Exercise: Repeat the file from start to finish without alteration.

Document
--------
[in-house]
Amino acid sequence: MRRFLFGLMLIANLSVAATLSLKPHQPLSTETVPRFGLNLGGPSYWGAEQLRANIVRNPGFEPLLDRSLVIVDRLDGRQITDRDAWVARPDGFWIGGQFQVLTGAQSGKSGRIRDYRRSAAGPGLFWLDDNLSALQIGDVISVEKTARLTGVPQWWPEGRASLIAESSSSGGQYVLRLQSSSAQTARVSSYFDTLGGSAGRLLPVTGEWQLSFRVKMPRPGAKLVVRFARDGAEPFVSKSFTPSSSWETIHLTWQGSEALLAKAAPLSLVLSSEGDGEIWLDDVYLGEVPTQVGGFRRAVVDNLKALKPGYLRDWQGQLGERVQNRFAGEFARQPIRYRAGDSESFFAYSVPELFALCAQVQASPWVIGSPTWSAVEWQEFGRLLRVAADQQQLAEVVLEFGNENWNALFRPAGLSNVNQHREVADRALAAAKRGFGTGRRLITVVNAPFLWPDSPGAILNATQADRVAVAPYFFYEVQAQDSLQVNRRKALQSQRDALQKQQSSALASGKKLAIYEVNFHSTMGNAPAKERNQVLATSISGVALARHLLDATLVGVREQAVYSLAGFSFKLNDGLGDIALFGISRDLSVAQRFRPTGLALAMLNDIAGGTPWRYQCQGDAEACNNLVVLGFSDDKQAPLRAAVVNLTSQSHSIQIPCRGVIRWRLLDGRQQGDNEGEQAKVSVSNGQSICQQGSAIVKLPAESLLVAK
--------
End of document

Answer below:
[in-house]
Amino acid sequence: MRRFLFGLMLIANLSVAATLSLKPHQPLSTETVPRFGLNLGGPSYWGAEQLRANIVRNPGFEPLLDRSLVIVDRLDGRQITDRDAWVARPDGFWIGGQFQVLTGAQSGKSGRIRDYRRSAAGPGLFWLDDNLSALQIGDVISVEKTARLTGVPQWWPEGRASLIAESSSSGGQYVLRLQSSSAQTARVSSYFDTLGGSAGRLLPVTGEWQLSFRVKMPRPGAKLVVRFARDGAEPFVSKSFTPSSSWETIHLTWQGSEALLAKAAPLSLVLSSEGDGEIWLDDVYLGEVPTQVGGFRRAVVDNLKALKPGYLRDWQGQLGERVQNRFAGEFARQPIRYRAGDSESFFAYSVPELFALCAQVQASPWVIGSPTWSAVEWQEFGRLLRVAADQQQLAEVVLEFGNENWNALFRPAGLSNVNQHREVADRALAAAKRGFGTGRRLITVVNAPFLWPDSPGAILNATQADRVAVAPYFFYEVQAQDSLQVNRRKALQSQRDALQKQQSSALASGKKLAIYEVNFHSTMGNAPAKERNQVLATSISGVALARHLLDATLVGVREQAVYSLAGFSFKLNDGLGDIALFGISRDLSVAQRFRPTGLALAMLNDIAGGTPWRYQCQGDAEACNNLVVLGFSDDKQAPLRAAVVNLTSQSHSIQIPCRGVIRWRLLDGRQQGDNEGEQAKVSVSNGQSICQQGSAIVKLPAESLLVAK